Dog owners

I class dog owners as one of three types, based on my own experiences.  There are varying degrees to which these types apply, naturally.  At least the first two types, at any rate.

The first type is one I like to call the Crazy Dog Person (CDP).  I mean this in the best possible way.  These are the owners who are crazy about their dogs and aren’t ashamed to show it.  These people dote on their dogs.  They buy expensive food and treats without batting an eyelash at the cost.  Some go so far as to buy clothes for their dogs, which for me, is pushing it just a little bit.  I put myself in this category, because my dog is like my kid.  I adore him.  In recent years, he has cost me tons of money with regards to his health and I didn’t even hesitate.  (I wish now that I’d known about pet insurance when we got him.)  However, I am not one of those people who dresses her dog in dog clothes.  That’s just pushing it a bit for me.  Although I will admit, given his dislike of taking walks in the rain, I probably would have invested in a dog raincoat years ago, had I known such things existed.

The second type is the one many of us grew up around.  These are the folks who have “yard dogs”.  They’re not neglectful in the sense that their dogs are mistreated or starved, but they don’t treat their dog as a member of the family.  These dogs generally end up being under-socialized, untrained and aggressive to strange people and dogs.  These are tend to be the dogs that are responsible for bite incidents, simply because they aren’t appropriately socialized and trained.  Are these people bad owners?  Not in the strictest sense.  But they’re not what I would call responsible owners either.

The last type is the abusive or neglectful owner.  While some willfully choose to abuse the animals in their care, others become abusive owners due to illness or financial difficulties.  When most people think of animal abusers, they think of people who deliberately mistreat their dogs, such as dog fighters.  What people fail to realize is that not seeking medical treatment for a sick animal is abuse.  Not being able to properly feed an animal is a form of abuse.  Keeping more animals than you can provide for is abuse.  Some abusers are not bad people; they didn’t intentionally set out to become animal abusers.  But circumstances have worked against them and instead of asking for help or rehoming the animals, they continue to neglect their pets until the authorities step in.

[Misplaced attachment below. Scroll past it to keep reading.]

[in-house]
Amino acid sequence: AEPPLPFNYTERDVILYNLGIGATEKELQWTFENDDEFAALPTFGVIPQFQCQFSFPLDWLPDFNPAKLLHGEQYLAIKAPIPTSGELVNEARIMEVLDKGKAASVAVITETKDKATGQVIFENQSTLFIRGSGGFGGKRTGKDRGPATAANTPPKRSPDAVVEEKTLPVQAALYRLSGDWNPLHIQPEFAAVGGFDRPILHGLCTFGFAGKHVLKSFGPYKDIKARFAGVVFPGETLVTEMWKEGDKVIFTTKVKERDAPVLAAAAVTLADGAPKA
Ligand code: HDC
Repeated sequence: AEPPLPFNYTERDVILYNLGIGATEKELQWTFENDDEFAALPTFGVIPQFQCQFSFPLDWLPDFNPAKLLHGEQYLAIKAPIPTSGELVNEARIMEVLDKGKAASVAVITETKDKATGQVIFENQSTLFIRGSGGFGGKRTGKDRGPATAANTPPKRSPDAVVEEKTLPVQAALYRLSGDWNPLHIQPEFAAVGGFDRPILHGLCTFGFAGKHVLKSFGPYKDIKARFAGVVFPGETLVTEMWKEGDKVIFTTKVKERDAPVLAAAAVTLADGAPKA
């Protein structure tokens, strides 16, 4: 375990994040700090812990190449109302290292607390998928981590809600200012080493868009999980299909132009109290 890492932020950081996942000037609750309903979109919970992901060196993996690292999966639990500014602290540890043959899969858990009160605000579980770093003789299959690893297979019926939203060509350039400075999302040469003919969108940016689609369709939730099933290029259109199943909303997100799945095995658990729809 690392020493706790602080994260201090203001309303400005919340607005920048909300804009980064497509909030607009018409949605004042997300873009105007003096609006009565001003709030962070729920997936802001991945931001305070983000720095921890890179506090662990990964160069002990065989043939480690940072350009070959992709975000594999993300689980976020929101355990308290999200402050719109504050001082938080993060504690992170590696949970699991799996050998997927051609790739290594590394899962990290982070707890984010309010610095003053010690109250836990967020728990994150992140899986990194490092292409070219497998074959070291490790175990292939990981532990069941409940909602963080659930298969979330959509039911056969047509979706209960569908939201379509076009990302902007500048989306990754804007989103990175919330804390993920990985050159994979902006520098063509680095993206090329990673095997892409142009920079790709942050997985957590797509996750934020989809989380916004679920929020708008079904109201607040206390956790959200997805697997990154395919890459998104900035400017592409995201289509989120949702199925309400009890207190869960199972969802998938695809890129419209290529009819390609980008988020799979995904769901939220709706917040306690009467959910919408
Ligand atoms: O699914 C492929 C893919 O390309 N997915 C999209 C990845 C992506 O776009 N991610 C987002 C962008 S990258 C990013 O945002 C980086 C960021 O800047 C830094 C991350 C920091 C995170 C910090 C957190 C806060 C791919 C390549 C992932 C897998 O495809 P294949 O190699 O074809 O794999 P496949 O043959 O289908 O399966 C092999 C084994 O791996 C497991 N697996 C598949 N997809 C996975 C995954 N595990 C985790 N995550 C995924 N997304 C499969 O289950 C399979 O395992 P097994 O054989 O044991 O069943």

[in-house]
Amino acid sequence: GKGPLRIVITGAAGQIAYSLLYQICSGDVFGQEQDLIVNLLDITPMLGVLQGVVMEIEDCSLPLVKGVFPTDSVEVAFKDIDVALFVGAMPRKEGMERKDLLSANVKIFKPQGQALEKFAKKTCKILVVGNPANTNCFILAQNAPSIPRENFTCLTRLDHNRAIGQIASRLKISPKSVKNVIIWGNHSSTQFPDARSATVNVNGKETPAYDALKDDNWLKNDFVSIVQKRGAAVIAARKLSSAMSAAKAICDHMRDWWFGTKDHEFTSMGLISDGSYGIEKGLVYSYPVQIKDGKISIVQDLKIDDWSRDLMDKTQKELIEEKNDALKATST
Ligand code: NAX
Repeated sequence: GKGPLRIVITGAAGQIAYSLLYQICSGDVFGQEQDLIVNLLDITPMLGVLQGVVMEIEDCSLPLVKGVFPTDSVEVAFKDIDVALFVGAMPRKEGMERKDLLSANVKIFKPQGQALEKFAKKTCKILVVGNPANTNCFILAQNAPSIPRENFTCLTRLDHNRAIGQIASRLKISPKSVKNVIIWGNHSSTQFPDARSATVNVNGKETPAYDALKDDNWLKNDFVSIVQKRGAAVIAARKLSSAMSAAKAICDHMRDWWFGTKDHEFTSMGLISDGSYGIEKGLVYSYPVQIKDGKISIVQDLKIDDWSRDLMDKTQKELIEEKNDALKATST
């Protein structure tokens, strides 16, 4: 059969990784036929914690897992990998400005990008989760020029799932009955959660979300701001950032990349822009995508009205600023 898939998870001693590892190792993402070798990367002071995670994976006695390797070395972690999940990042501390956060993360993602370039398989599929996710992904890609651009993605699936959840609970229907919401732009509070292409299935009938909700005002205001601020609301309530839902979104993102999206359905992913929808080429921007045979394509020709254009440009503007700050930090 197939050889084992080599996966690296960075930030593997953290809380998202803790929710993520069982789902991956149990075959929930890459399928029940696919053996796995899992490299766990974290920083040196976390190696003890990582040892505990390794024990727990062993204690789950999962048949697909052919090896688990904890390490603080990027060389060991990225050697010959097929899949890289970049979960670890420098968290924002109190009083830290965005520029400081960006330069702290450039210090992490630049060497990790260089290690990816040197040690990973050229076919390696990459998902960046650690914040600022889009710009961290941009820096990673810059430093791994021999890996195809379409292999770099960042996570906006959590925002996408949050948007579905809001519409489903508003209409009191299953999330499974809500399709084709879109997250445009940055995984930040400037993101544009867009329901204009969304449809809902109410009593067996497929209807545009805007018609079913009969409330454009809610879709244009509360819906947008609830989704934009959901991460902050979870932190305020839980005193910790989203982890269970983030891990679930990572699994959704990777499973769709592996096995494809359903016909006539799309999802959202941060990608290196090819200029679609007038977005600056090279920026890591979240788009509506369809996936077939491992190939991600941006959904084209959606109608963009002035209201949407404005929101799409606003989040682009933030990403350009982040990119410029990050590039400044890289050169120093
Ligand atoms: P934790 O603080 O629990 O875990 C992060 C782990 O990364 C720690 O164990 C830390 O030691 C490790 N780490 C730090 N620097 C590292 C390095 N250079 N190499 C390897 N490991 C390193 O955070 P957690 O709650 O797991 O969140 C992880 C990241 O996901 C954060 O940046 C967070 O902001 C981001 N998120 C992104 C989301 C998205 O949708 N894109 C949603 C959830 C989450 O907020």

While we don’t all have to be Crazy Dog People, we should aspire to be responsible owners whose pets are members of the family.  This means ongoing training and socialization with both other dogs and other people.  This means accepting the fact that if we don’t have time for our dogs, then it’s time to find a home for them that does have the time and energy to devote to care and training.  This is not a sign of being a bad owner, this is being responsible and doing what’s right for the dog.

What kind of owners live in your neighborhood?  What kind of owner are you?

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